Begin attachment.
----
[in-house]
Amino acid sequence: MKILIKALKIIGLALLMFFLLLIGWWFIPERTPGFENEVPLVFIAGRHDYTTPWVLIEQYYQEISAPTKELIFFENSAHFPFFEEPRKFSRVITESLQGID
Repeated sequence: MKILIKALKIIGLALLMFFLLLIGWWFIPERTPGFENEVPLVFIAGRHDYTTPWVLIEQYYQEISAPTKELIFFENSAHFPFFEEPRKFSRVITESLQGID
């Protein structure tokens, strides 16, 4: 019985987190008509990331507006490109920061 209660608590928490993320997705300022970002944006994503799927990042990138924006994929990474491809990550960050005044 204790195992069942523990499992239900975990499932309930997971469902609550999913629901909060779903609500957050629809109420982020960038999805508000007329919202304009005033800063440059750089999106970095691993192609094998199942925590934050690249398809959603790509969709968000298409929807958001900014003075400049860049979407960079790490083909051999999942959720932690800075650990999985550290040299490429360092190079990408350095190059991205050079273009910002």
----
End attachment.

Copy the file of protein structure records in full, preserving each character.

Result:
[in-house]
Amino acid sequence: MKILIKALKIIGLALLMFFLLLIGWWFIPERTPGFENEVPLVFIAGRHDYTTPWVLIEQYYQEISAPTKELIFFENSAHFPFFEEPRKFSRVITESLQGID
Repeated sequence: MKILIKALKIIGLALLMFFLLLIGWWFIPERTPGFENEVPLVFIAGRHDYTTPWVLIEQYYQEISAPTKELIFFENSAHFPFFEEPRKFSRVITESLQGID
């Protein structure tokens, strides 16, 4: 019985987190008509990331507006490109920061 209660608590928490993320997705300022970002944006994503799927990042990138924006994929990474491809990550960050005044 204790195992069942523990499992239900975990499932309930997971469902609550999913629901909060779903609500957050629809109420982020960038999805508000007329919202304009005033800063440059750089999106970095691993192609094998199942925590934050690249398809959603790509969709968000298409929807958001900014003075400049860049979407960079790490083909051999999942959720932690800075650990999985550290040299490429360092190079990408350095190059991205050079273009910002």